VSTO and COM objects

05 Apr 2014

It’s impressive how hard it is to use VSTO correctly.

When a COM handle crosses from unmanaged into managed code for the first time, a “runtime callable wrapper” is created for it. This wrapper maintains a reference count, incremented whenever the object is newly requested across the boundary.

The wrapper releases the COM object behind it when its finalizer is run, but this relies on all .NET references to the RCW itself becoming inaccessible to the GC and for the GC to pick it up. This may not reliably happen.

You can force the matter by decrementing the reference count on the RCW yourself: Marshal.ReleaseComObject does this, and should the reference count drop to zero, the COM object will get released immediately. This means taking a lot of care, though, since it’s not always obvious which VSTO calls result in the counter being incremented and which don’t. Something like the following can help work it out:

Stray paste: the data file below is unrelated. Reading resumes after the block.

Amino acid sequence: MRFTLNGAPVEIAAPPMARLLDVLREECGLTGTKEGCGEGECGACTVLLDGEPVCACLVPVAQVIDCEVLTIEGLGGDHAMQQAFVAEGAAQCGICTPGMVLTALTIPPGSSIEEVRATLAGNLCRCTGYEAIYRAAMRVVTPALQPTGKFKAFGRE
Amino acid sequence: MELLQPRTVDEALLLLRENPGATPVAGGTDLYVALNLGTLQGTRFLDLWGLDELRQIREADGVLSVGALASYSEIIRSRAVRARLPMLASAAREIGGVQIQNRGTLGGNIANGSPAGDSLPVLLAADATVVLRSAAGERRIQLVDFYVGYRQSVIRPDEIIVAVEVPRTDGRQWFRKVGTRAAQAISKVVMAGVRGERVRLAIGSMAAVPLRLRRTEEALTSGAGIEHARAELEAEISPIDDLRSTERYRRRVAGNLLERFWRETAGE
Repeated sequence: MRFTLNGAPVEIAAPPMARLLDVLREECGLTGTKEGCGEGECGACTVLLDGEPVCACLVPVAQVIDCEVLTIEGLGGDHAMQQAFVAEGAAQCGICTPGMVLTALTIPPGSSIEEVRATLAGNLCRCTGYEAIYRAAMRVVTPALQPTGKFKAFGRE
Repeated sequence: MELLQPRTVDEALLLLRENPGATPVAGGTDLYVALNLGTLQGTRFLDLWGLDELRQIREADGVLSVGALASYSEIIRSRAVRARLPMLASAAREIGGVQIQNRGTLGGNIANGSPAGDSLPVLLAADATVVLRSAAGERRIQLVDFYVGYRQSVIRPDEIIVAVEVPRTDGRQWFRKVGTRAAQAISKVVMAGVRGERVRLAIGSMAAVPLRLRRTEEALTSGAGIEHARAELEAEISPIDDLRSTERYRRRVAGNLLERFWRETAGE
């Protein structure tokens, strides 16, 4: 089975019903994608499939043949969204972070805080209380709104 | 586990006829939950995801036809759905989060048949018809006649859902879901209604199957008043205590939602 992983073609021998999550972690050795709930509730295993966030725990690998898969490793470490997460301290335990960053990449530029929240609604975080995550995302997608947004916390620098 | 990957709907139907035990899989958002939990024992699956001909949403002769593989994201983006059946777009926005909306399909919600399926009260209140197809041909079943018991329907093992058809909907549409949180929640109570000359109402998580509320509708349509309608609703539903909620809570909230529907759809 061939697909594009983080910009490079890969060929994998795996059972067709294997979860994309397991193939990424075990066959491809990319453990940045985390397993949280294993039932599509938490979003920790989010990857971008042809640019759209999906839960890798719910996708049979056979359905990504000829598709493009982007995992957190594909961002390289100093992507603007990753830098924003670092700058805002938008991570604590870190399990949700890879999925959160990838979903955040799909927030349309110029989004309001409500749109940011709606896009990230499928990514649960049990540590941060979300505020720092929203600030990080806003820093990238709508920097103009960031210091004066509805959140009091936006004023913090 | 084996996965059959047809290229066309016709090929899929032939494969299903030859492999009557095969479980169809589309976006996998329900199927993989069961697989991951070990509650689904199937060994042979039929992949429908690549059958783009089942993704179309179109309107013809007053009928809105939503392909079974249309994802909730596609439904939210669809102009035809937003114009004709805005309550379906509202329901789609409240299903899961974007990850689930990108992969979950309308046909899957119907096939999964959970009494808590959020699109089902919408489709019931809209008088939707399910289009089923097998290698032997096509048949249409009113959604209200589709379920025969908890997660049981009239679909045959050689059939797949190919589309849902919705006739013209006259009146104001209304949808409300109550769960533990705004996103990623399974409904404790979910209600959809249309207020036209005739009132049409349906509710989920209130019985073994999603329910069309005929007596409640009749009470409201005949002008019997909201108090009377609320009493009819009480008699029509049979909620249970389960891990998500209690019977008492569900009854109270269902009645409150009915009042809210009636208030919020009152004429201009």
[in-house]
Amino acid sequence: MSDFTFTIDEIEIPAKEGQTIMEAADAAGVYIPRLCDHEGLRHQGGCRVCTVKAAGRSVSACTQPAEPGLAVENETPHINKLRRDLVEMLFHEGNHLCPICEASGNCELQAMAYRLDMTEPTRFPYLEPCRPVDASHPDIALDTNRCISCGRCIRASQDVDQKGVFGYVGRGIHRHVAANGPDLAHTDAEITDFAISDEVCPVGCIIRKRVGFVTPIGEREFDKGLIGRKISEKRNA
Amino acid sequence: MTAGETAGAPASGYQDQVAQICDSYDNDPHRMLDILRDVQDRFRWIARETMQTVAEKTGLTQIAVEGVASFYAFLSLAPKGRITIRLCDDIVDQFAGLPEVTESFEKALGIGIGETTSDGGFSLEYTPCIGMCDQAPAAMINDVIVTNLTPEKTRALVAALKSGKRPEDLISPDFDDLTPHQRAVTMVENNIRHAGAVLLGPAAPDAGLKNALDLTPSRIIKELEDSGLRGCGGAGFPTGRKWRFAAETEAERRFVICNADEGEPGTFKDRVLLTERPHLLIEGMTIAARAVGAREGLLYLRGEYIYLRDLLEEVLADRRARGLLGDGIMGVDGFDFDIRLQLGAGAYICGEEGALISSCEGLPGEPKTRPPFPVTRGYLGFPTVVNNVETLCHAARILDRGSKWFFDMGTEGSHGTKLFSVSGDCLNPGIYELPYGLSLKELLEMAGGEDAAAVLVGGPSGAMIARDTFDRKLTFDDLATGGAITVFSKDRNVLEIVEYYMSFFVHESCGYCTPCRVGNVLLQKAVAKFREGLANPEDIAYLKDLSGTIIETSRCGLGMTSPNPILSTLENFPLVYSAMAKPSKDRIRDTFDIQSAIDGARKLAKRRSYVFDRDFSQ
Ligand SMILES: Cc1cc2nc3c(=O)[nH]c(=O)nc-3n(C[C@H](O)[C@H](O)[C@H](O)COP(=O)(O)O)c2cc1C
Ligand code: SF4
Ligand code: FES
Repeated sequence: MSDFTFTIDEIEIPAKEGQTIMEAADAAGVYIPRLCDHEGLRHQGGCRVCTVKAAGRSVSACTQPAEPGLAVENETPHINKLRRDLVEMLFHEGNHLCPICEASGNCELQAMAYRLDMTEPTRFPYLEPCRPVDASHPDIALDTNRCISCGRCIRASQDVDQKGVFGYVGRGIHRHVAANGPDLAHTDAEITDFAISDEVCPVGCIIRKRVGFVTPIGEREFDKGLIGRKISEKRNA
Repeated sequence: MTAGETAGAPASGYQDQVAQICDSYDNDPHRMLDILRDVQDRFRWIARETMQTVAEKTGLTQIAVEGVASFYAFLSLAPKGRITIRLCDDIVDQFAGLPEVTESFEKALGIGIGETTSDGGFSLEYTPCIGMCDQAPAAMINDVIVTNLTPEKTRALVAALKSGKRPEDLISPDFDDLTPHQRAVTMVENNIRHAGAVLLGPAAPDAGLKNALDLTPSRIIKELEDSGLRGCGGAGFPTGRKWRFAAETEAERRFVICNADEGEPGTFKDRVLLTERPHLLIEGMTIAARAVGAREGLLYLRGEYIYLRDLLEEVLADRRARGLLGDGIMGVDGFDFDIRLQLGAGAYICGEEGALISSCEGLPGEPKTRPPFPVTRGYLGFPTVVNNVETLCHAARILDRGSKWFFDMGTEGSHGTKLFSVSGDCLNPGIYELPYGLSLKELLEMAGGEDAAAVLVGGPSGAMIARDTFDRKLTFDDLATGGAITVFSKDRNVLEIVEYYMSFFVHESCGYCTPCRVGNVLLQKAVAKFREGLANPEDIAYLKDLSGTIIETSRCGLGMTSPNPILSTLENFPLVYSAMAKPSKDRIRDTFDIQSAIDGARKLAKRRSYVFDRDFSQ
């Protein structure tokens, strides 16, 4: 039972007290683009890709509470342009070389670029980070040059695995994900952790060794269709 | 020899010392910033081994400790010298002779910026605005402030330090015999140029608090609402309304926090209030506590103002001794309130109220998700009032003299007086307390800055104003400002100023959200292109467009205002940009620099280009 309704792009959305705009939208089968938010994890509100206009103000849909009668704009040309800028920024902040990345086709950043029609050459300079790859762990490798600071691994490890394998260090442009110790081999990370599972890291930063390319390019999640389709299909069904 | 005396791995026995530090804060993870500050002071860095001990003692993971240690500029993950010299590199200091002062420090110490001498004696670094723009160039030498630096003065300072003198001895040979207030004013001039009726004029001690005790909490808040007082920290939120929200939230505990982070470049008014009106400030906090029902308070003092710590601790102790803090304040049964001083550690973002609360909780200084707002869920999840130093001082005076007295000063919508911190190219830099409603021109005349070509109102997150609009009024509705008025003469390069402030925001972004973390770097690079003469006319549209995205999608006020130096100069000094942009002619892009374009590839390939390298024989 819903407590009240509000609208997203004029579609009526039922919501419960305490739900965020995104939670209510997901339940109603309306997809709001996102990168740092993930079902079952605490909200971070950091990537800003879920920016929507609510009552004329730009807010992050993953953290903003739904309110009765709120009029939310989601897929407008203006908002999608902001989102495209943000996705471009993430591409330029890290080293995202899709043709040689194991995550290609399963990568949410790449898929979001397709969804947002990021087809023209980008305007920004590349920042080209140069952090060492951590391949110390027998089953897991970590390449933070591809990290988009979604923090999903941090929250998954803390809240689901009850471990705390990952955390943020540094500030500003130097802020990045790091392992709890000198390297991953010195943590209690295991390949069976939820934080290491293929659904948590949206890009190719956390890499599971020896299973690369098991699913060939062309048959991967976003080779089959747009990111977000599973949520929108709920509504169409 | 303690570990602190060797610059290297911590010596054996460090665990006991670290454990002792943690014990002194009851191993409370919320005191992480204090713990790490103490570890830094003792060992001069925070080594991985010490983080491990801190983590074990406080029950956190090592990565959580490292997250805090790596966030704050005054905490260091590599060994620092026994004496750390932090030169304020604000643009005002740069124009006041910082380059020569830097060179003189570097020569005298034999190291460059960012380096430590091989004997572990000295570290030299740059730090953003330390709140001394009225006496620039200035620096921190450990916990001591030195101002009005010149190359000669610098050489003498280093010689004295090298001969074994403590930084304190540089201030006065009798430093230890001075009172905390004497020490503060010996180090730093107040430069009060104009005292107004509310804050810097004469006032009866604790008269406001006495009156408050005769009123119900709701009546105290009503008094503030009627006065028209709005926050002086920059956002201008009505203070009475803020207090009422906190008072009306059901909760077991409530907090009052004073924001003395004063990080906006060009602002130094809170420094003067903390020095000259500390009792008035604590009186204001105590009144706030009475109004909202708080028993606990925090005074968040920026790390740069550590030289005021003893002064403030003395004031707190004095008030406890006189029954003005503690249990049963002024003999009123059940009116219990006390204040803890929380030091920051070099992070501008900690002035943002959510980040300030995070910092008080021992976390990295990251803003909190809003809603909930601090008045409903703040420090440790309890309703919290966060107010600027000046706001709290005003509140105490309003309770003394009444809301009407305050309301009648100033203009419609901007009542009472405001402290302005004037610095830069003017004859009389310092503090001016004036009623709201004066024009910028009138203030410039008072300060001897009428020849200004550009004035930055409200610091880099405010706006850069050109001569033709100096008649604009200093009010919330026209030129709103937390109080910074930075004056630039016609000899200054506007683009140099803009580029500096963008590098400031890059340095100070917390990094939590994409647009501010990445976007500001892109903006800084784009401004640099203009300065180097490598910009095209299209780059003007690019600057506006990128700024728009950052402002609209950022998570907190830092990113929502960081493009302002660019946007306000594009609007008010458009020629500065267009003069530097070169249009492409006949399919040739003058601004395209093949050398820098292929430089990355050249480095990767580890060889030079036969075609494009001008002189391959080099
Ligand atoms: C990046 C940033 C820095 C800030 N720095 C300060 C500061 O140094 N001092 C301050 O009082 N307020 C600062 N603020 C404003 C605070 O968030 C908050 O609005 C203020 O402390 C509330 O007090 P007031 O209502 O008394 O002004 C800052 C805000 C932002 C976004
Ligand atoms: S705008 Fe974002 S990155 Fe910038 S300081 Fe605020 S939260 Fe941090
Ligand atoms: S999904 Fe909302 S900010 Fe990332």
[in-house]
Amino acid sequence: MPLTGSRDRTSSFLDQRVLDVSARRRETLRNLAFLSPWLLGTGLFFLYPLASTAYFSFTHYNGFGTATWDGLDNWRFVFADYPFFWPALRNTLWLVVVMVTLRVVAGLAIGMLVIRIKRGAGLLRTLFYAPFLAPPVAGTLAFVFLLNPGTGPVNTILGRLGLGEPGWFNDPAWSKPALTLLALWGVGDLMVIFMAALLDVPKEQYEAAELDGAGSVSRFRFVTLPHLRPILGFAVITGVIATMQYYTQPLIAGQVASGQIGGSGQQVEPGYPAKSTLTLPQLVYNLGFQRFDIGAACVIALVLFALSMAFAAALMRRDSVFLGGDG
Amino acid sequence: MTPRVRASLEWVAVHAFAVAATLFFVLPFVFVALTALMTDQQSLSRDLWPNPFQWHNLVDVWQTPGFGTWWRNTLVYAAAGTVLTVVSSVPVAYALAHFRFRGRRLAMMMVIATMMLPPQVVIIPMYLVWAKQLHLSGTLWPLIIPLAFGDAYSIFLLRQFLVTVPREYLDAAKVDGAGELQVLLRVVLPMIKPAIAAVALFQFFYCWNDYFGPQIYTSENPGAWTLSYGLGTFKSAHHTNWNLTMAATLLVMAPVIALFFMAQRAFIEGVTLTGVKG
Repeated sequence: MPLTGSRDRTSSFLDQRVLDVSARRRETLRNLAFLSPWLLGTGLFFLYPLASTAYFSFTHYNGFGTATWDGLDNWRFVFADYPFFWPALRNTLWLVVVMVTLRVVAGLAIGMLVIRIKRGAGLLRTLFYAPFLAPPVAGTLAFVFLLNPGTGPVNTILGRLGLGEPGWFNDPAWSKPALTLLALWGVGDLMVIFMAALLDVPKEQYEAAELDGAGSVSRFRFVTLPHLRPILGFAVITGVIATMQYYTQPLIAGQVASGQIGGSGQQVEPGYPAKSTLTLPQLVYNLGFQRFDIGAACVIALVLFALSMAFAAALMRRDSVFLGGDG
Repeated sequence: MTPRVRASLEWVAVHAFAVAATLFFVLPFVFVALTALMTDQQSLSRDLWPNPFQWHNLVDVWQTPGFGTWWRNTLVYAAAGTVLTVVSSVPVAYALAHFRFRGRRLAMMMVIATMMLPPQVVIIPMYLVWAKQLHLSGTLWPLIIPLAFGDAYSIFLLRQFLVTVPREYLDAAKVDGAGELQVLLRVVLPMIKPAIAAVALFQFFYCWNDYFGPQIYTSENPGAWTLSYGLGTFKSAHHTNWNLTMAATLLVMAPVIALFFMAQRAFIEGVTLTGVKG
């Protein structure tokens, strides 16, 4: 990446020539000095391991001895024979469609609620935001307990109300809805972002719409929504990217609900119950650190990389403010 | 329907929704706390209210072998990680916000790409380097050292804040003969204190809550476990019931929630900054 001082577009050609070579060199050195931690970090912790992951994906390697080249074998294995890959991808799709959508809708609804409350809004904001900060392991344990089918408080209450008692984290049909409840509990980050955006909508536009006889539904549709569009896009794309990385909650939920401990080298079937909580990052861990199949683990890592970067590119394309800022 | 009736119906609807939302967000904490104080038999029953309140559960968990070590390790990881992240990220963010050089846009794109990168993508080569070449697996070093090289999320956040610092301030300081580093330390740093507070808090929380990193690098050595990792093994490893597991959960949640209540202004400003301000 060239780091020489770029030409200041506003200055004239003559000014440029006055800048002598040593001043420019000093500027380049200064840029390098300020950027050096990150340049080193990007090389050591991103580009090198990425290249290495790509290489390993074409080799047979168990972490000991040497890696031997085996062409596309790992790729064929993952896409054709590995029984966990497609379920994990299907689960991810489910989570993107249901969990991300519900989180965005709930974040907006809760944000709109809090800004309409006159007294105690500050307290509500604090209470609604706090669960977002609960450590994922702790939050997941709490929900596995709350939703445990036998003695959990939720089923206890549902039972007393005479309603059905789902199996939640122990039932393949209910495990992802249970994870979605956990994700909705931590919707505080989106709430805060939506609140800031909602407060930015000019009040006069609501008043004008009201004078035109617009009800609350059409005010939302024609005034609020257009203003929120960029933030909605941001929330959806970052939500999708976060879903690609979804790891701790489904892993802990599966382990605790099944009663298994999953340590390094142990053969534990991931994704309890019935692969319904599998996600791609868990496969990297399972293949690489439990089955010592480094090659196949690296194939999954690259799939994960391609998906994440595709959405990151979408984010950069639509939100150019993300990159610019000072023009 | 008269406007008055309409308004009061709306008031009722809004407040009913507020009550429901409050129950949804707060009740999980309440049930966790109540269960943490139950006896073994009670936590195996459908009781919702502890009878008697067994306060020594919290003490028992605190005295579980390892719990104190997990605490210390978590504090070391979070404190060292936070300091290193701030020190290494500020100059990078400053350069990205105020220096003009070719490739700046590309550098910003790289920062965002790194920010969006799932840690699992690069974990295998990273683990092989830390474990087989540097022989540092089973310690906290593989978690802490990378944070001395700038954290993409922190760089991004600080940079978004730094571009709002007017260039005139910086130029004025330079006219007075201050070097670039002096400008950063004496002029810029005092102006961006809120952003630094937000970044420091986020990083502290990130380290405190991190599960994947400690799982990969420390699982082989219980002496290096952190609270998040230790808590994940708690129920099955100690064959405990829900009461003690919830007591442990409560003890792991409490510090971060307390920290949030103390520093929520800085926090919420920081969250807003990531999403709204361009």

var refs = new object[3];
for (var i = 0; i < 3; ++i)
    refs[i] = my.VSTO.Call();
for (var i = 0; i < 3; ++i)
    Debug.WriteLine(Marshal.ReleaseComObject(refs[i]).ToString());

If each call to Marshal.ReleaseComObject returns the same number, it implies each call is incrementing the reference count; if the return values are decreasing, the call is not incrementing the count.

VSTO event callbacks are said to not need references released on passed-in COM objects, but an MSDN blog disagrees. There is no consensus here. For anything else at least: remember to release COM objects when you’re done with them, otherwise it can get painful.

sister to Kairi